The China to North America trade will experience substantially less blanked sailings around China’s National Day Golden Week holiday in October this year compared to in 2019 as consumer demand across North America holds strong.
Several prominent North American ports have recently seen a rebound in loaded container imports, not only due to peak season, but also from businesses still restocking their inventories in the wake of lockdowns earlier this year and consumers spending more on goods and less on services due to the pandemic.
“One view of the experts from an economic side shows that we’re not going to plays, we’re not going to the movies or ballgames. We’re not purchasing services like our holiday or vacation travel. There seems to be more of our savings going towards purchasing at the retail level,” Gene Seroka, Executive Director of the Port of Los Angeles said during a September media briefing.
Jonathan Gold, Vice President of Supply Chain and Customs Policy at the National Retail Federation, also agreed this was the case, noting how retail sales have remained strong for many holidays this year, including Independence Day, Mother’s Day, Father’s Day, and even during the back to school shopping season, which spurred more spending on electronics and homeschooling supplies.
The Port of Los Angeles, the busiest container port not only on the U.S. West Coast, but for all of the U.S., handled 516,286 TEUs of loaded imports in August, up 13% from a month earlier and up 18% from a year earlier, according to data from the port.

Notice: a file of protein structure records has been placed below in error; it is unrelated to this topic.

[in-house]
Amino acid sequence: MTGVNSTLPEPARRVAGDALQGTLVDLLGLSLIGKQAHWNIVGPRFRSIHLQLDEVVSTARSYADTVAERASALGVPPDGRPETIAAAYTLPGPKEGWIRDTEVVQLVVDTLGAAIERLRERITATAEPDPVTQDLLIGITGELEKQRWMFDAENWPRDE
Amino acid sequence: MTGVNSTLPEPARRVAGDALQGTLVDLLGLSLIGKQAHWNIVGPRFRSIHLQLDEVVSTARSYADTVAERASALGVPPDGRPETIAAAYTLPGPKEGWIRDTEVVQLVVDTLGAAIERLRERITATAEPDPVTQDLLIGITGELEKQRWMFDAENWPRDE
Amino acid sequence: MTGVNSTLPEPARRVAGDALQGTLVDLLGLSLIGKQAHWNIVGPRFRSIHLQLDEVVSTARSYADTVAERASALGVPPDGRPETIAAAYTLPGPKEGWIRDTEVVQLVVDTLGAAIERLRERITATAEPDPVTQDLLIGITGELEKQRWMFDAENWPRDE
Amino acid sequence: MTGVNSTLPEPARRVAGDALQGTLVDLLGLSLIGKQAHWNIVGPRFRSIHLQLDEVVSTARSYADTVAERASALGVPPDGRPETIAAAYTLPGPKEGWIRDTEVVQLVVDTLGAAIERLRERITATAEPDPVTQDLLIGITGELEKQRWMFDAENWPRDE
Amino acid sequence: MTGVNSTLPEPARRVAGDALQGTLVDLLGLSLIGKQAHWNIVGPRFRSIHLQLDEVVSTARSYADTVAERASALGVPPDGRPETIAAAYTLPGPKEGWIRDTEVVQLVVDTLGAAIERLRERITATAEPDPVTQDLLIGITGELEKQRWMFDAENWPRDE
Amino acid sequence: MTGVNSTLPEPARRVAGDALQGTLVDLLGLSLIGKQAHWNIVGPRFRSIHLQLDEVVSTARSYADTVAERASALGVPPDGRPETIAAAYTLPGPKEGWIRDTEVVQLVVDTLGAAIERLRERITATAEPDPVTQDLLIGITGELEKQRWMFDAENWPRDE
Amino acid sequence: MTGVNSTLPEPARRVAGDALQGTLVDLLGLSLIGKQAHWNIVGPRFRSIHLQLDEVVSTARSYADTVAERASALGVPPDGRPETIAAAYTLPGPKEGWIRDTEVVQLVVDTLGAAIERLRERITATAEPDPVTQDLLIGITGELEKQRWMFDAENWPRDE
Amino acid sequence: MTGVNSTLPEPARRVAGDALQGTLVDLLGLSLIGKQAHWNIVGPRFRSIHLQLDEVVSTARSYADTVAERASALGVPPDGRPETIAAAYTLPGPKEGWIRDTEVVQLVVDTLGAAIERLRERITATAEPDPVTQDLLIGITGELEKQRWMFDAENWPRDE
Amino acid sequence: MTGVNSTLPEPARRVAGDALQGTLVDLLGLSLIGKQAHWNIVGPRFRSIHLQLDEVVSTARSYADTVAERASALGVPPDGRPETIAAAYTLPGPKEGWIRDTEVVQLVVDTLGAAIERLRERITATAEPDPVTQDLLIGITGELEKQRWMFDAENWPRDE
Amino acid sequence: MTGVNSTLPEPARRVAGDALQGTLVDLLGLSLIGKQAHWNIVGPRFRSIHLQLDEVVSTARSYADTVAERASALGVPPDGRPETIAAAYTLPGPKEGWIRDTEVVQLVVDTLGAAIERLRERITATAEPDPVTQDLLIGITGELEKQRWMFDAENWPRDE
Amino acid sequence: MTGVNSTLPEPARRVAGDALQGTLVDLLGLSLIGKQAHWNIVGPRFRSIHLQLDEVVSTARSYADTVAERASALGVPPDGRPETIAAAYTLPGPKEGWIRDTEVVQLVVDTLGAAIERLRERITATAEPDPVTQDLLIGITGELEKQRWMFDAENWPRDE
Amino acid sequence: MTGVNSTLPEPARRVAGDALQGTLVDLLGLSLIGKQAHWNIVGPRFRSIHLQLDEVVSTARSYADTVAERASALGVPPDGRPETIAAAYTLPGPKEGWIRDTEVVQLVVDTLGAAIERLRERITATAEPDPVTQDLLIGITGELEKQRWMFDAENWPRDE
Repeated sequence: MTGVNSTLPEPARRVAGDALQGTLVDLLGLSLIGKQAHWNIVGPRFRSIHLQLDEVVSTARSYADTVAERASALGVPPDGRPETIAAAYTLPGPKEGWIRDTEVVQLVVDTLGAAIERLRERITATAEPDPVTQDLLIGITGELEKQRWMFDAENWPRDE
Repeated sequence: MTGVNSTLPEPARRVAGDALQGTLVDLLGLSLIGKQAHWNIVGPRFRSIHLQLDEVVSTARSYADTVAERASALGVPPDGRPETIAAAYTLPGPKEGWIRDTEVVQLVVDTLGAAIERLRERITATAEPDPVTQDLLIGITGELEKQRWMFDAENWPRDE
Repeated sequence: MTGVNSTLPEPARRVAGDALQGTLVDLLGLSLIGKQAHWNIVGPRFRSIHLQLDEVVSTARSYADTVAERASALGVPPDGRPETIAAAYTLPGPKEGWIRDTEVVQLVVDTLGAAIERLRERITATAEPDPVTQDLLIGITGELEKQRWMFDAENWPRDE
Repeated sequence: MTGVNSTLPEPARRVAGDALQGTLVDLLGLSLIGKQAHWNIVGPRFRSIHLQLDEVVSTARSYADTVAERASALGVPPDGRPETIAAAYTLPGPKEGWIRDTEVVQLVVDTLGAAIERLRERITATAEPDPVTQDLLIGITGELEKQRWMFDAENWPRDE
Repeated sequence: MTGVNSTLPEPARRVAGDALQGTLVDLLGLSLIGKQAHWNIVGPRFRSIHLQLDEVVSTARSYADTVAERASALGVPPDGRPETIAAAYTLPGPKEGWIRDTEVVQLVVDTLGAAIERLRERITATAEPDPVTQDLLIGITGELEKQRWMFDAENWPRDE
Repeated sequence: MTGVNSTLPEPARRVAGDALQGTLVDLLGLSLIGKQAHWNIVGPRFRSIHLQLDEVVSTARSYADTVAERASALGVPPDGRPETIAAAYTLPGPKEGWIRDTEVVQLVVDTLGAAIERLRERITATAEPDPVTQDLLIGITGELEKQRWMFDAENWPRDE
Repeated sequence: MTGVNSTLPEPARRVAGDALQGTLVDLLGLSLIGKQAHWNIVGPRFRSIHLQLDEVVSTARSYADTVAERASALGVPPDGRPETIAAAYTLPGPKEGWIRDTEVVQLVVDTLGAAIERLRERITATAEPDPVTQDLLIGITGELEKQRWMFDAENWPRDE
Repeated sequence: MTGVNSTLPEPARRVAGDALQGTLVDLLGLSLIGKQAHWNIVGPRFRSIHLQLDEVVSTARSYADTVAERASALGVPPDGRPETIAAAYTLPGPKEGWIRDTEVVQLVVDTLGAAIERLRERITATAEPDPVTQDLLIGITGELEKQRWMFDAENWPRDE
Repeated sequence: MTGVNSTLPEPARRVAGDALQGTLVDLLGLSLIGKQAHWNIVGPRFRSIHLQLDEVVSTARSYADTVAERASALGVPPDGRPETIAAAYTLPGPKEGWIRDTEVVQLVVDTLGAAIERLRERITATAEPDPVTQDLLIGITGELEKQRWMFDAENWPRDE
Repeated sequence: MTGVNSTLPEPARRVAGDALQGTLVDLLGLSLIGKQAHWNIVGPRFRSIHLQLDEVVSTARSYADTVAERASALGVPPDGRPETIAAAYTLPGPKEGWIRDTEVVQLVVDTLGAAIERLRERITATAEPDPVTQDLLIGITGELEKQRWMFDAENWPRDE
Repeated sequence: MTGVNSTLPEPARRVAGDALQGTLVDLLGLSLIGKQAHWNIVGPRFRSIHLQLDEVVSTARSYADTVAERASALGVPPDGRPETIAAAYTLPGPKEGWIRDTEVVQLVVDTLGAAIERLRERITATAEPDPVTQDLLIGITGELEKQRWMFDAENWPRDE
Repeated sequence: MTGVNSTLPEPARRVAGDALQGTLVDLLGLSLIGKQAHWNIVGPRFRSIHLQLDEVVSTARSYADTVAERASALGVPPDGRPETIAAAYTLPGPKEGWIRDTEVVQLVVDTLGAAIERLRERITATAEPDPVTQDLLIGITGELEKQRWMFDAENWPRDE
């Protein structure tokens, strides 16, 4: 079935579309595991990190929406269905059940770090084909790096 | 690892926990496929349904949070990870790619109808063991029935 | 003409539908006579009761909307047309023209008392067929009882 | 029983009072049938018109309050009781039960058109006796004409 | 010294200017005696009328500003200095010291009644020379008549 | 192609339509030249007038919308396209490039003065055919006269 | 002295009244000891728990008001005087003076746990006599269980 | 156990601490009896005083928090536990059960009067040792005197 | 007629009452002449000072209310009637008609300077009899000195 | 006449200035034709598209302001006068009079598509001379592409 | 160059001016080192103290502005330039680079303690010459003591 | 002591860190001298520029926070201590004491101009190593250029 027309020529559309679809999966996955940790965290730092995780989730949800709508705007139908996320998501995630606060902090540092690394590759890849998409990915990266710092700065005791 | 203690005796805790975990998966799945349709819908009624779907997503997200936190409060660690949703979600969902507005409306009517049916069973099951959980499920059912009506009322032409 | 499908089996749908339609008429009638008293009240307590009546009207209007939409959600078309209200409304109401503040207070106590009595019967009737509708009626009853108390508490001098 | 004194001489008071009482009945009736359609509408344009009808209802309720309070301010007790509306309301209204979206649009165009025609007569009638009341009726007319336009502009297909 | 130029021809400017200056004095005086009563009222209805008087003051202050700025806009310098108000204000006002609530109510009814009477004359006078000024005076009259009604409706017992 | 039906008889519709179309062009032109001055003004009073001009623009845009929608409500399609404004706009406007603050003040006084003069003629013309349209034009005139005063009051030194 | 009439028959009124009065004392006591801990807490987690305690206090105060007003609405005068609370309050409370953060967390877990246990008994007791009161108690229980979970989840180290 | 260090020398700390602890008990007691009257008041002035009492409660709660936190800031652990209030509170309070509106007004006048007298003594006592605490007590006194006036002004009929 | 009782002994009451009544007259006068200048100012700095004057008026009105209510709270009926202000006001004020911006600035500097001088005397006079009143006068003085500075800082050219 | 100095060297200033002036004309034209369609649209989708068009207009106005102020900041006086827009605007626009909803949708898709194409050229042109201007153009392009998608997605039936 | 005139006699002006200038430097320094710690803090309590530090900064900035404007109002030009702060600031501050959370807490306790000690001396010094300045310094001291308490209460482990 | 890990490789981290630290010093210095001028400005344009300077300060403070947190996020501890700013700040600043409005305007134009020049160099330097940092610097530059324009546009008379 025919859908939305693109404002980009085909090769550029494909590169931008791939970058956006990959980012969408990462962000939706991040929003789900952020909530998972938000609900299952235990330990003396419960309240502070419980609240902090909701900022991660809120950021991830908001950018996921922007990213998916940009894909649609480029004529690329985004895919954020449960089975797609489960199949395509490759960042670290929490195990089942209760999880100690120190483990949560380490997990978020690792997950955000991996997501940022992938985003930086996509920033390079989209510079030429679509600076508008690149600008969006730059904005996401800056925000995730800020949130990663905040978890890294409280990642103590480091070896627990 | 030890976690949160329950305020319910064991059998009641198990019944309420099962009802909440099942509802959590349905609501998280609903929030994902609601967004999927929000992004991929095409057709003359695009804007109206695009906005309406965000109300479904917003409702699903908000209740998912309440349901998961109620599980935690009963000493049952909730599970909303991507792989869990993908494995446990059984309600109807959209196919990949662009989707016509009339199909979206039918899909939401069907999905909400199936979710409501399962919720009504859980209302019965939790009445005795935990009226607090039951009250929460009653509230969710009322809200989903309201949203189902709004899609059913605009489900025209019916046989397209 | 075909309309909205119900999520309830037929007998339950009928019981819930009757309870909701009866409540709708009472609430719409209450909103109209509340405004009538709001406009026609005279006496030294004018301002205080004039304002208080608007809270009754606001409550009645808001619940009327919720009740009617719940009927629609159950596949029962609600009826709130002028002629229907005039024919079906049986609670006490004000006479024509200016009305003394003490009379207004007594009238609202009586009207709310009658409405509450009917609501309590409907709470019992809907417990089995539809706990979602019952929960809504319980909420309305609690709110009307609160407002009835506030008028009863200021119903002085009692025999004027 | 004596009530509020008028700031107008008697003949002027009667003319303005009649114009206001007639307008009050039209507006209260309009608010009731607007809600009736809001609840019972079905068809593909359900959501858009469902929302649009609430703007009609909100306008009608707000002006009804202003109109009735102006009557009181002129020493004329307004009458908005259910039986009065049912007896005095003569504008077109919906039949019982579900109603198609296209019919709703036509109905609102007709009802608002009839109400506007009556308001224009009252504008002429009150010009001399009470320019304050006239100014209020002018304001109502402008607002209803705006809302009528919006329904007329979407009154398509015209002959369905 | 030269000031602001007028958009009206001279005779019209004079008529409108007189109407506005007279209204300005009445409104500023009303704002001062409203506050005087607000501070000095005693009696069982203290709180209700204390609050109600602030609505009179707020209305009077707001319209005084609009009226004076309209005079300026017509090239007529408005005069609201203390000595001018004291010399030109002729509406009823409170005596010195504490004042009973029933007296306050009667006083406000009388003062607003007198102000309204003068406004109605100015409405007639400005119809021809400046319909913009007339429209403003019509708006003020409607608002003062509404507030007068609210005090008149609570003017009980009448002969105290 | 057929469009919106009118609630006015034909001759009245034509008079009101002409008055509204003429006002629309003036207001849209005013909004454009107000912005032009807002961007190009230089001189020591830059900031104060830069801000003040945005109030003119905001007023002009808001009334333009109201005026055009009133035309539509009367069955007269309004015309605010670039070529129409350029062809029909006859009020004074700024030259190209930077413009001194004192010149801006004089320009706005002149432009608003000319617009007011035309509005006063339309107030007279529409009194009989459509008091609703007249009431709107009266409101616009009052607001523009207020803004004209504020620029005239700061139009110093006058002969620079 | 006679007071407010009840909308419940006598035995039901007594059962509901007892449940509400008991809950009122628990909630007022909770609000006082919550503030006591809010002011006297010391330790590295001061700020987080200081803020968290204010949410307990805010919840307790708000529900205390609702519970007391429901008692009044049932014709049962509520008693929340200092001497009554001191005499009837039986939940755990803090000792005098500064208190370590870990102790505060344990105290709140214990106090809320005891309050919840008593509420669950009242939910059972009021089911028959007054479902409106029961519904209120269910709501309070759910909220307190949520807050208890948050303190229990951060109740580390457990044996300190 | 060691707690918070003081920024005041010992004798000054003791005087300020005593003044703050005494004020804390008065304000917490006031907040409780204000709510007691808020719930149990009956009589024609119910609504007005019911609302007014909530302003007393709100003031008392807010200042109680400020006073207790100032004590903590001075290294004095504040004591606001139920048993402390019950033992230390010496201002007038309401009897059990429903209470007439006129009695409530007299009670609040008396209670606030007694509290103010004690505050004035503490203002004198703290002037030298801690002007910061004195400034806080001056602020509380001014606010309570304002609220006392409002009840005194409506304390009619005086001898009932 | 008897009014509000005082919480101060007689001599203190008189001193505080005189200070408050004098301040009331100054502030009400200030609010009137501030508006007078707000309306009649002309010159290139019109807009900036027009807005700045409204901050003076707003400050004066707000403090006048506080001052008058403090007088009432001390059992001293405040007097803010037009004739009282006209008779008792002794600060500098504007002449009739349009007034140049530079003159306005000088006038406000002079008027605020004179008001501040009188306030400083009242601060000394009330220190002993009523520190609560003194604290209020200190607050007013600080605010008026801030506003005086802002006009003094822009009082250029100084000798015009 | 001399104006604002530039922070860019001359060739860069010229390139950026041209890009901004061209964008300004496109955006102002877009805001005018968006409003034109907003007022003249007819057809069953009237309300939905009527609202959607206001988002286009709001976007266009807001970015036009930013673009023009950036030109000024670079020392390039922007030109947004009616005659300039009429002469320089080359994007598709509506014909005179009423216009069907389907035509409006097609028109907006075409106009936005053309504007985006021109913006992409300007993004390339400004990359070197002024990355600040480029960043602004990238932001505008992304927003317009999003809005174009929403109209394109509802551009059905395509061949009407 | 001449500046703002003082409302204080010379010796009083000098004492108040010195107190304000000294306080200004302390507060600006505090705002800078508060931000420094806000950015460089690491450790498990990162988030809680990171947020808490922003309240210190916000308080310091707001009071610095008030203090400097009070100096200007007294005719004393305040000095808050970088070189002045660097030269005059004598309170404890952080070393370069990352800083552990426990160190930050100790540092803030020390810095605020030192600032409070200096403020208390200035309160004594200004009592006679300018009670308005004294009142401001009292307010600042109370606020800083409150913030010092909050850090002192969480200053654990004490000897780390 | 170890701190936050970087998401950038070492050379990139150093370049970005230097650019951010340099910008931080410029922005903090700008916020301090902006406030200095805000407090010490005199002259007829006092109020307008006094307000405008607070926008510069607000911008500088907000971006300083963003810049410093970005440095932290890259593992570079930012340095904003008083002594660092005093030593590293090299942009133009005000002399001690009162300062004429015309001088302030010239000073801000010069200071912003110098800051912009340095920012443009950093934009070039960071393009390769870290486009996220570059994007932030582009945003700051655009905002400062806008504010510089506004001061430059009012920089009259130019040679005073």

Although the Port of New York & New Jersey, the busiest U.S. East Coast port, still has yet to publish its August throughput figures, the Port of Savannah, the second busiest U.S. East Coast port, also recorded a similar trend. A total of 227,537 TEUs of loaded imports were handled at the Port of Savannah in August, up 23% from a month earlier and up 5% from a year earlier, according to Georgia Ports Authority data.
BlueWater Reporting’s Blanked Sailings Report shows that 109,806 TEUs are expected to be withdrawn on the China to North America (U.S. and Canada) trade from Oct. 1-Oct. 15, a 38% decline from the 178,141 TEUs of capacity that were withdrawn on the trade during the corresponding 2019 period, as illustrated in the chart below.
The China to Europe trade is also expected to see a substantial drop in the amount of TEU capacity withdrawn during the first half of October this year compared to last, but not to the same extent as the China to North America trade.
BlueWater Reporting estimates 124,059 TEUs will be withdrawn on the China to Europe (including North Europe and the Mediterranean) trade from Oct. 1-Oct. 15, 27% less than the 170,857 TEUs that were withdrawn on the trade during the same period last year, as illustrated in the chart below.
Source: Hailey Desormeaux, BlueWater Reporting